Ed Nawotka at Publishing Perspectives highlights the ongoing price war between Israel’s two largest booksellers. As Steimatzky (170 stores) and Tzomet Sfarim (80 stores) introduce sale after sale in an attempt to undercut each other’s prices, publishers are grumbling. As Ed notes, Legislator Nitzan Horowitz of the New-Movement-Meretz party thinks price fixing might be the answer, and he’s planning to “submit a bill to the Knesset that will fix prices for the first two years after a book’s publication.”
Is price fixing the answer? As discussed in a New York Times article published some time ago:
Germany’s book culture is sustained by an age-old practice requiring all bookstores, including German online booksellers, to sell books at fixed prices. Save for old, used or damaged books, discounting in Germany is illegal. All books must cost the same whether they’re sold over the Internet or at Steinmetz, a shop in Offenbach that opened its doors in Goethe’s day, or at a Hugendubel or a Thalia, the two big chains.
This scheme has superficial appeal, but the ease of procuring books across country lines in this Internet age may undercut the intent of such legislation. And if a government tries to prop up its legislation by imposing import restrictions, such restrictions are likely to be judged illegal. As reported at the Bookseller.com:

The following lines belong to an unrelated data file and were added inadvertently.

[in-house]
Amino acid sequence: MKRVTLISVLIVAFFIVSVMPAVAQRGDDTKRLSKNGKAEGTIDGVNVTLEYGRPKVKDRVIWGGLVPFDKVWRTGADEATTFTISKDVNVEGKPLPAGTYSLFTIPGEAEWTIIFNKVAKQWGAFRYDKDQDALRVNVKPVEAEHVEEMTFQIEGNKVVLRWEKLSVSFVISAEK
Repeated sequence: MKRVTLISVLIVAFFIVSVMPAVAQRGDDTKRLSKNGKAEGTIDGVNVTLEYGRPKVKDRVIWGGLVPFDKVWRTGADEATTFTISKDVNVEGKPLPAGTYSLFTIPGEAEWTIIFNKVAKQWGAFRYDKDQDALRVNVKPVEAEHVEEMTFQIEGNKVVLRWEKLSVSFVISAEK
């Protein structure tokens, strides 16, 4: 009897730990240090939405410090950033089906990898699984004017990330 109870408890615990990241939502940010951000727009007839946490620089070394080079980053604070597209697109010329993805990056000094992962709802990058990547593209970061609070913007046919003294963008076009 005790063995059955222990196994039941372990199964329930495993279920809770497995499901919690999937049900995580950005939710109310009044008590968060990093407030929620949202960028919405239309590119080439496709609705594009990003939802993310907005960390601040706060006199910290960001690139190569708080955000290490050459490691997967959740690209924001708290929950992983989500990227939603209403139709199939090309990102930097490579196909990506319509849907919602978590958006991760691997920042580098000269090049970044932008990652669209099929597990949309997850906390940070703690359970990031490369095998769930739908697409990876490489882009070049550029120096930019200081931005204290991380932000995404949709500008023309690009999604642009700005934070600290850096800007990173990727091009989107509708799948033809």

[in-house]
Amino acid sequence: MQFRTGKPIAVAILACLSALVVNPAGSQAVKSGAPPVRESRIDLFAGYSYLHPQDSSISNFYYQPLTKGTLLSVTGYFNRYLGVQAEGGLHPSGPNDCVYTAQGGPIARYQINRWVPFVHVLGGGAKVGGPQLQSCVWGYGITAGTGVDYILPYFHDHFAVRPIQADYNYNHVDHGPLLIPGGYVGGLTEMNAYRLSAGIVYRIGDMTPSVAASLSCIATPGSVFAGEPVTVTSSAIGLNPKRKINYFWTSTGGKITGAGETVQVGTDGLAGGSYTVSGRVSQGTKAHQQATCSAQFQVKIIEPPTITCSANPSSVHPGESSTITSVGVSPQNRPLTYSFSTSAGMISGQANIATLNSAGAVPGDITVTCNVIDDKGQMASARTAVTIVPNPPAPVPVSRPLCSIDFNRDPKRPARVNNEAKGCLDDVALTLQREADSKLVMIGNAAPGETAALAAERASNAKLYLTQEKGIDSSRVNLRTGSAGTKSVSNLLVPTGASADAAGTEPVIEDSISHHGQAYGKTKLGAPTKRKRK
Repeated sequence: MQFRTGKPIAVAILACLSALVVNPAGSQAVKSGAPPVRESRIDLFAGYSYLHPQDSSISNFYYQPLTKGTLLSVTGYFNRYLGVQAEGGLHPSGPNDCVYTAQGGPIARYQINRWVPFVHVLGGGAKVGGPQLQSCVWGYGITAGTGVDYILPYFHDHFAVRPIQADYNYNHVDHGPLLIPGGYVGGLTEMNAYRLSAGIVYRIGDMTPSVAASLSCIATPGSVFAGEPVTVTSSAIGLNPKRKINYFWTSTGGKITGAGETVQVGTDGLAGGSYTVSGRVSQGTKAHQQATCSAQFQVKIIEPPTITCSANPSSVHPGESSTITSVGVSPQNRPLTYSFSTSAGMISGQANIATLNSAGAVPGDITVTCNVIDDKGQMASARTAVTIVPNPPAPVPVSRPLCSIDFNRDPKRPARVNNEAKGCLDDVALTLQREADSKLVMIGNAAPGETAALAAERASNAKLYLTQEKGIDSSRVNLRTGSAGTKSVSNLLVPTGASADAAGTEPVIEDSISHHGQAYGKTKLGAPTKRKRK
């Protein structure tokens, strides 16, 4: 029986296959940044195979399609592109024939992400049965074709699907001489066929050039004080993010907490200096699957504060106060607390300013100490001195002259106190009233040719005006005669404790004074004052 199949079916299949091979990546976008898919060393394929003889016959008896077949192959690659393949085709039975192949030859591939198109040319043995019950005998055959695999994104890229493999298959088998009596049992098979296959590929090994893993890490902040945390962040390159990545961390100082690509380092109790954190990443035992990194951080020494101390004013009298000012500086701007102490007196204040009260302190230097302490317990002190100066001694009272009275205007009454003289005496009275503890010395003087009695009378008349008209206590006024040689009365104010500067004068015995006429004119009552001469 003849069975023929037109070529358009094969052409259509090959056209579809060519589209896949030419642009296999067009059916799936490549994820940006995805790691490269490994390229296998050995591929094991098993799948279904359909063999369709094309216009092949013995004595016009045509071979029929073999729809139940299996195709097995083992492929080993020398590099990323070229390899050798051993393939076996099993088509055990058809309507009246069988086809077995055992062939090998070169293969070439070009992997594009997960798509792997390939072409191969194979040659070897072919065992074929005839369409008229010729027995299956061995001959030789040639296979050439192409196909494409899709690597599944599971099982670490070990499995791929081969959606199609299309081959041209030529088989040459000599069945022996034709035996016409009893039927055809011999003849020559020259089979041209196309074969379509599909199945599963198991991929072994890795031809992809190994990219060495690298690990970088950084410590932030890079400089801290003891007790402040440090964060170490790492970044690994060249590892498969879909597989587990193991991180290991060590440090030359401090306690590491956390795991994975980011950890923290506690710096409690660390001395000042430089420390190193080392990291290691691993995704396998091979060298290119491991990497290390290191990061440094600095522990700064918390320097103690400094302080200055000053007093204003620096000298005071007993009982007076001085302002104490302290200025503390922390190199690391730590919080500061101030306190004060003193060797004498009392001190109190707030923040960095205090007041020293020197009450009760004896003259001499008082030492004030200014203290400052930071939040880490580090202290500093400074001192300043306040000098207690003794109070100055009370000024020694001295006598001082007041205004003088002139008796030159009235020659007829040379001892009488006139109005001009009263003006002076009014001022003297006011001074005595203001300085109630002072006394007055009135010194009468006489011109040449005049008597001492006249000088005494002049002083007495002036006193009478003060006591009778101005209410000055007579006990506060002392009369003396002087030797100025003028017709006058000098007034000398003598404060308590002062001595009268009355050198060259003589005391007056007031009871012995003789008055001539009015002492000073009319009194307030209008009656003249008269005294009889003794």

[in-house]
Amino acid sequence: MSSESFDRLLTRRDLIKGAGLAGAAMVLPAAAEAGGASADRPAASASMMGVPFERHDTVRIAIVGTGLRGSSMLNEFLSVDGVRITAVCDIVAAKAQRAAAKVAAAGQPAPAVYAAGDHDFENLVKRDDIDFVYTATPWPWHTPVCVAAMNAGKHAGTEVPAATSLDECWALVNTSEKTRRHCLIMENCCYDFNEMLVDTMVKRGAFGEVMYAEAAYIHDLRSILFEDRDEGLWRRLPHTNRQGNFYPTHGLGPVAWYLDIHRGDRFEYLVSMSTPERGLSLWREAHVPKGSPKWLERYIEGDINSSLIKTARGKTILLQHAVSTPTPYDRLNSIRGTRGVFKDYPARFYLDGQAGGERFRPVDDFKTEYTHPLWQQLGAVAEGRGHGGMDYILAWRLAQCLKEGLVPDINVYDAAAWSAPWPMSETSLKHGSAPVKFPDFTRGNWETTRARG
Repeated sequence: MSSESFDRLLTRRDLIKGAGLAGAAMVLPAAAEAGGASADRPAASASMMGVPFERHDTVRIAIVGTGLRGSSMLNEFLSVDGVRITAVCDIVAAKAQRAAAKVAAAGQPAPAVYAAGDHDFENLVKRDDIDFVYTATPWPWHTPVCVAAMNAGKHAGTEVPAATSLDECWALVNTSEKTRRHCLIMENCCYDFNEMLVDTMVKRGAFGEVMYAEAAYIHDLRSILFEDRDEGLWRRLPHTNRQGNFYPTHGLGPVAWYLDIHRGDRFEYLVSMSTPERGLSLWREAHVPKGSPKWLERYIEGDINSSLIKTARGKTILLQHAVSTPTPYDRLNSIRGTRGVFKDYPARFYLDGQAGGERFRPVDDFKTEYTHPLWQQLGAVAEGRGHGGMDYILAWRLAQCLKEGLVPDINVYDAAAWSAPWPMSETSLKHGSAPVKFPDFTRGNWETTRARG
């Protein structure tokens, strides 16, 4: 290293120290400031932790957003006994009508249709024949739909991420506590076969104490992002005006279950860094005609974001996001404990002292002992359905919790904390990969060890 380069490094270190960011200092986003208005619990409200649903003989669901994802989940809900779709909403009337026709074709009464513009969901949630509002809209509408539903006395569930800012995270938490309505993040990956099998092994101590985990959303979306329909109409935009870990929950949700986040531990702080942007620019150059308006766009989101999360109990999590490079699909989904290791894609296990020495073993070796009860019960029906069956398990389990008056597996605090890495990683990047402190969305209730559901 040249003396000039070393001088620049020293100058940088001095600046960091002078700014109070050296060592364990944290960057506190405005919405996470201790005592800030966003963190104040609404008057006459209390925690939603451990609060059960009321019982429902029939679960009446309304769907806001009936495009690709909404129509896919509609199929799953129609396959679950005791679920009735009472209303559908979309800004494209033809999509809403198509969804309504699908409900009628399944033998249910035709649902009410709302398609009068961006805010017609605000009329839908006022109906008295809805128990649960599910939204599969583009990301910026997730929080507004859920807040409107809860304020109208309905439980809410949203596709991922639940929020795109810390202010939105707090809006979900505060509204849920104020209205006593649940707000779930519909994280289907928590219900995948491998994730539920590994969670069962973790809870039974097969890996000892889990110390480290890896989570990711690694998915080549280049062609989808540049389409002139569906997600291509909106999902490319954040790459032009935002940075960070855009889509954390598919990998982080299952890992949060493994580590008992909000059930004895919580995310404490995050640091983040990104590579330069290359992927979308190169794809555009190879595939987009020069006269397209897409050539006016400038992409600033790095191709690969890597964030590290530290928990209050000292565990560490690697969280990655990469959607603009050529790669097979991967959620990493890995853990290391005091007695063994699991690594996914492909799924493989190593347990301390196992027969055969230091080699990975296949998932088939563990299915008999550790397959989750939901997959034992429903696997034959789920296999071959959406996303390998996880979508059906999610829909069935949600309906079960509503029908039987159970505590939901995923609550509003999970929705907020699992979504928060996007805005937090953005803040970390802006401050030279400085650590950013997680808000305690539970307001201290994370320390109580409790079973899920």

A price fixing system for German-language books imported into Austria has been declared illegal by the European Court of Justice (ECJ). The ruling means Austrian booksellers will be able to match the price the books are sold at in neighbouring Germany, or even sell them cheaper, raising fears that Austria could become a back-door for cheap books into Germany.
Without a doubt, we are living in interesting times for the book world.